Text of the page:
Part of the onboarding is that one of the bosses sits down with you for an hour and explains the business and some ideas to you and gets to know you a bit more. Part of the onboarding is ALSO how the project managers work and how we deal with customers and what we really do for them and who they are - so you get some more "corporate" lessons as well.

As I'm part of a central department as a more devopsy developer I got passed around through all technical departments for half a day to get introduced to their work - I've never gotten such a dense overview of internet networking, managed hosting, cloud computing, automation, deployment, architecture and "normal" software development on a rather large scale and I went home every day completely (happily) exhausted by the sheer amount of (pretty cool) tech to digest.

In the end, all that was left was a small introduction of how my team does their procedures and such - how should a ticket look like, what's the commit policy, how do we work and such - really just a list of details "how we do it".

I dealt with little to no onboarding before and usally found a way to actually get to work "somehow" - but the sheer efficiency of this onboarding and of course the resulting sensation of being properly introduced into a pretty huge business makes it quite clear that companies should really bother to do an onboarding and do it WELL.

How are people supposed to know "how you do things" if you don't tell them? How are people supposed to be productive fast when you let them poke around on their own until they (often even accidentally) find out what to do and where to do it? How are people supposed to do "the right thing" - whatever that means to your company - if you don't TELL them?

Efficiency and professionalism and productivity aside - everybody always claims that employees are oh so important and then you realize that your new company doesn't even bother on a small scale of simple, basic politeness and some good old-fashioned hospitality - making people feel welcome and making sure they have everything. Another company I worked for had a CEO who really LOVED chocolate and as a result everybody got a half a KILO of chocolate in their company goodie bag - that is certainly SOME pillow mint I got to make my arrival welcoming.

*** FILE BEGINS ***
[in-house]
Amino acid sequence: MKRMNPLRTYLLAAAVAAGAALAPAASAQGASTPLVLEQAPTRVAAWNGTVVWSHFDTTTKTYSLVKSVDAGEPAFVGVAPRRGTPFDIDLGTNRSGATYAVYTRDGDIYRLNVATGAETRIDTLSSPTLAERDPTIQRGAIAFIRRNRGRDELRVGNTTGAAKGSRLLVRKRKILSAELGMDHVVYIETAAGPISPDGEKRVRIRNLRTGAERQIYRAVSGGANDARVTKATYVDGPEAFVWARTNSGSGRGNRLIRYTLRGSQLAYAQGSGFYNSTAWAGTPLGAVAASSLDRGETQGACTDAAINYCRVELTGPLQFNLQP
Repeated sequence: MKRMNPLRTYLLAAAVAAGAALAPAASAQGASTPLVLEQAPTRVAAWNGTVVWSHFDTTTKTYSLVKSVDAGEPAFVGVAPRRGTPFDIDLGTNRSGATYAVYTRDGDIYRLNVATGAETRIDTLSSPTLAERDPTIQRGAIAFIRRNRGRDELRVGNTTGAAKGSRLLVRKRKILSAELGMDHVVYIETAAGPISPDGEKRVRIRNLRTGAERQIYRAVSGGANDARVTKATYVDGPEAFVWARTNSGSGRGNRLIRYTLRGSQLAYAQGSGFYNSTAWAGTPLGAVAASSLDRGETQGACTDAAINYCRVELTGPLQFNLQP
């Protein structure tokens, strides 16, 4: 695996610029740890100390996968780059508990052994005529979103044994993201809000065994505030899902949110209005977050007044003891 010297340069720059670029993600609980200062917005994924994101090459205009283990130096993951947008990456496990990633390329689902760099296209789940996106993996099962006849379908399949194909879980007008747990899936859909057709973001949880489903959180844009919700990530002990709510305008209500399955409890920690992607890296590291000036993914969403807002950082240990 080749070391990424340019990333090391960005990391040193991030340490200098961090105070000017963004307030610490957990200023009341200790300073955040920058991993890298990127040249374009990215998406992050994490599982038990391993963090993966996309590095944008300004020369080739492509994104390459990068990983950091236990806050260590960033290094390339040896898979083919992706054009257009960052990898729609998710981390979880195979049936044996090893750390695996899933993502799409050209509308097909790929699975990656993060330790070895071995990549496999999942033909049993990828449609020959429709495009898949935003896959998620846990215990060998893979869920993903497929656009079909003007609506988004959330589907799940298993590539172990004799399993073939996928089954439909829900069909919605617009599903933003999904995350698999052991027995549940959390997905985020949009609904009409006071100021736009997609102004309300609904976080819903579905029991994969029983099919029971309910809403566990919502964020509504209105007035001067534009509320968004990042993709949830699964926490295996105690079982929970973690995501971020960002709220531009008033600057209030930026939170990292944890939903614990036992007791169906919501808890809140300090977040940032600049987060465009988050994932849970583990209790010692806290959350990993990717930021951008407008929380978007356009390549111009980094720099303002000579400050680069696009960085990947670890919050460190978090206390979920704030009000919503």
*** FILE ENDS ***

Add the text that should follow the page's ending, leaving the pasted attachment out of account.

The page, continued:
Some companies basically let their employees just stand in the hallway with their dripping coats still on, expecting that they somehow find the wardrobe and the way to the dining room where they just grab a seat after realizing that they need to fetch the fork from the kitchen and search for the knife in the drawer with the silverware and oh spoons we totally forgot and dinner isn't ready yet anyways.

And really.. "Oh dear, I got a too good introduction now I know too much! - no new hire ever. ;)

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Discussion

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Such an important task that always gets overlooked!

With every new job I walk into, the onboarding has gotten better and better, but it's still never great. I recently left my position as a PM and did my best to provide all the info I wish I had when I first started - things that would have made me actually 'get to work' way faster.

Little things like...which slack channels to join, what reminders to set, common questions you'll get asked, specific documentation to read over before you dive in, etc...

 

Well, I just learned a bit because I know that feeling all too well... or when things are haphazard... where do I even start and be effective with the team, am I right? Where do I fit in exactly? Role helps, but doesn't cover everything either. Can't assume a certain process in one company to another either as different ones have different needs, etc.

I like the idea of being friendly and not trash talking the new person behind their back, too. It is difficult to fit in for anyone in the first place, I'm sure trash talking the new person doesn't help. It feels crummy and you can feel the "odd one out" vibe. Even in a team of devs somehow. It's bad and devs should be held accountable for anything like that.

So essentially to counter act any "newness" feels (that can feel horrible at times), I'm determined.

Thanks for the post! Super helpful!

 

Thanks for the writeup - this is really a very good outline.